As a writer, you don’t need a Delorean for your characters to travel back in time. You can use Flashback – which is exactly what it sounds like. The author flashes back to a previous time in the character’s life to demonstrate why a current action or idea is important. It’s an effective tool and I encourage its use – BUT, there are certain ways to use this device effectively. And many, many ways to use it in either a pointless way or a detrimental way.
The most misused and dangerous use of Flashback is – what I have come to call – interrupting backstory. Interrupting backstory is a quick info-dump that the reader might already infer or a flashback that interrupts the current action in an effort to validate why the action happened in the first place. It is often small, taking three or four (sometimes fewer) sentences to make the explanation. And since it’s small, it’s usually unnoticed. However, it’s small nuances like interrupting backstory that make a bad story a good story… or vice versa.
Let’s take a look at an example. Below, I wrote a paragraph about a woman coming home from work. She’s exhausted and about to have a fight with her husband. Her exhaustion is important because it’s the catalyst for the fight. As the author, I want to stress the importance of her exhaustion after a long day. Read what follows and see if you can identify the interrupting backstory.
She shut the door and leaned against it. She puffed out a sigh and dropped her purse. Sandra was exhausted from work. She had spent the entire day completing a single task that she should have been able to accomplish in an hour or two. Karen, her secretary, was on maternity leave and the work was becoming too much for Sandra alone. Each day she came home exhausted and knew that her unemployed husband would only ask her to do something more. So when he asked her to go buy more ice cream, she certainly did not feel like it.
Did you spot it? You as the author need to know what’s important and what’s not. Read the next excerpt with the same author focus – a woman coming home from an exhausting day at work. Which of the two best describes an exhausted character without interrupting backstory to over-validate her fatigue?
She shut the door and leaned against it. She puffed out a sigh and dropped her purse. She heard her keys scratch the floor but did not even look to examine for marks. She walked to the couch and fell into it, stomach down, her face oppressing a pillow.
“Tough day at work, huh?” her husband asked as he walked in from the kitchen. He spooned another glob of ice-cream into his mouth. “We need some more ice cream. Mind going to the store?”
This second paragraph completely eliminates all the information about Sandra’s day at work. By eliminating the needless facts about why she was tired and giving an image or two more about the fatigue, the writing focuses on the current images and not on interrupting backstory. Who cares about Karen’s maternity leave or a simple task made difficult? As an author, I focused on Sandra’s emotions, and by eliminating interrupting backstory I enhance the in-scene tension. This sets up the coming conflict – does she get ice cream for her husband or scream at him? – and does not dwell on something inconsequential that happened hours before. We need to know Sandra is tired before the conflict – the Why, in this case, can be inferred.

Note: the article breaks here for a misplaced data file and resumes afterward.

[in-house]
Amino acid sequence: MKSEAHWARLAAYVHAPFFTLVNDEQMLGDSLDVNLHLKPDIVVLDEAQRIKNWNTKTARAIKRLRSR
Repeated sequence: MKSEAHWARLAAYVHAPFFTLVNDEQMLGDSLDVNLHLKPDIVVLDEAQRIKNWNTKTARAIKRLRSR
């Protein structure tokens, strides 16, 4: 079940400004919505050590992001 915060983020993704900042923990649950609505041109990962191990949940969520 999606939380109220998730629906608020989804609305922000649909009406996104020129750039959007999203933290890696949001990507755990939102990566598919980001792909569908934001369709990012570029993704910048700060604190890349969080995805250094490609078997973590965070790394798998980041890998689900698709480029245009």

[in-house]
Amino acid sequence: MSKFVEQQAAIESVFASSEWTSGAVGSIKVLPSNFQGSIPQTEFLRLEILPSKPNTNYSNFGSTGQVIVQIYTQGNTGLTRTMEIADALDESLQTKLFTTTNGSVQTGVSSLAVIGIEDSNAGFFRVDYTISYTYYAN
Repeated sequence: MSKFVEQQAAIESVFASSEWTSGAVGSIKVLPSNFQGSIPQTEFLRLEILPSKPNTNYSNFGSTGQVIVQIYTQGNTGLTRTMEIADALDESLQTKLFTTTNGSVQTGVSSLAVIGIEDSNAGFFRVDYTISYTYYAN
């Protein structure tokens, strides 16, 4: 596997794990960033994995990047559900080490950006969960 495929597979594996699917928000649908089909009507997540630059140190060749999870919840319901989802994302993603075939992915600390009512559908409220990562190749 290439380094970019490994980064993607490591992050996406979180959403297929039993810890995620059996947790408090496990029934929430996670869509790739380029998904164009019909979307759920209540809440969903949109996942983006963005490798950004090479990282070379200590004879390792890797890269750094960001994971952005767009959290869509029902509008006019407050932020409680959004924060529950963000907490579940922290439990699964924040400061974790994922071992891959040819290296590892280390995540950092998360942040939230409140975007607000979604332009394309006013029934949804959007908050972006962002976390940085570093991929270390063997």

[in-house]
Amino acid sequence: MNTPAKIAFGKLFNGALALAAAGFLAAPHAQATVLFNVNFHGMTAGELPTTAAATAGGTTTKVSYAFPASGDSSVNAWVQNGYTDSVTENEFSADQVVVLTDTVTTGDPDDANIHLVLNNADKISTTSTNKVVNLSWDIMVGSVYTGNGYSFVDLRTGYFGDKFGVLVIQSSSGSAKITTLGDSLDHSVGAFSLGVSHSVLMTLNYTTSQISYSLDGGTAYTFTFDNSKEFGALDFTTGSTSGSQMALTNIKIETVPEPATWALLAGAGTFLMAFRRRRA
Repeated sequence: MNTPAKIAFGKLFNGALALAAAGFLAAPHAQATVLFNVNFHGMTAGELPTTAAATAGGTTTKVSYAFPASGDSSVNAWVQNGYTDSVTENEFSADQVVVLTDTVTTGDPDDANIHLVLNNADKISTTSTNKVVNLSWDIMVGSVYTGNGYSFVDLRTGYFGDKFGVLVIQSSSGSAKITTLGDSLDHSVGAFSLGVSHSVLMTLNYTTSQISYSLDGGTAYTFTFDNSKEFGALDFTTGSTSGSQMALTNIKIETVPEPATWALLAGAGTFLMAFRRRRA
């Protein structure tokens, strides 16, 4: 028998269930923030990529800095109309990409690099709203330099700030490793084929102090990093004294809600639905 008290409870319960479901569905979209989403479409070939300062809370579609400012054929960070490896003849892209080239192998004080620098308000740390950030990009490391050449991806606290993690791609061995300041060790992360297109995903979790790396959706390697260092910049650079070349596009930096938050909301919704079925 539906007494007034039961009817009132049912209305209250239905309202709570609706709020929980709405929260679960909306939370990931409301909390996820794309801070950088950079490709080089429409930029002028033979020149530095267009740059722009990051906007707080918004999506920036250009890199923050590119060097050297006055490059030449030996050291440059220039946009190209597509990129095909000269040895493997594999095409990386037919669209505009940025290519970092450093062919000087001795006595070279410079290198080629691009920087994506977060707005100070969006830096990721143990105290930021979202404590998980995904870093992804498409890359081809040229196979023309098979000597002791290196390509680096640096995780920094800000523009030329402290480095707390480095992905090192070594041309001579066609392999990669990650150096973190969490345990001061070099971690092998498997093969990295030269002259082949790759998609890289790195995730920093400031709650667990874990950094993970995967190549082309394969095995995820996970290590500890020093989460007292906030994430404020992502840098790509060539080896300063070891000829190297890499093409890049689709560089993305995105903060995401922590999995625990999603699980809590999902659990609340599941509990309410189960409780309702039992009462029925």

Interrupting backstory also breaks your reader away from the action of the story. Read the below examples about a sex scene between two characters (and, let’s face it, no one wants that interrupted).
Alicia let out a small giggle when she felt Dan flick his fingers and unbuckle her bra in one deft movement. He pulled her closer and kissed her neck, slowly working his way up to her ear. As she dropped her neck to his shoulder she smelled his cologne. It was Calvin Kline. She immediately remembered Karl, her late husband. He had worn that cologne since they first met and it had been one of the most attractive features on their first date. Scent always was attractive to Alicia.
Whaaat!?! Don’t interrupt something captivating for a few lines of backstory. If Dan’s smell meant a lot to Alicia, you as the author have to bring in the importance of scent long before the sex scene. That way, when Alicia smells Dan, the readers know it’s something important to her. (This description might work if this new smell slams the brakes on the sex -- so slamming the brakes on the narrative makes sense too). Don’t interrupt the action to describe a character motivation. Give the motivation either before the action or let the reader infer the Why.
Importance of a point never trumps the flow of narrative. This goes with any other situation. Don’t interrupt the shoot-out to describe the Sheriff’s good-ole, trusty six-shooter. Don’t interrupt the verbal fight with backstory on why the line “Just like Connie did” is so hurtful. Use flashback. But don’t interrupt.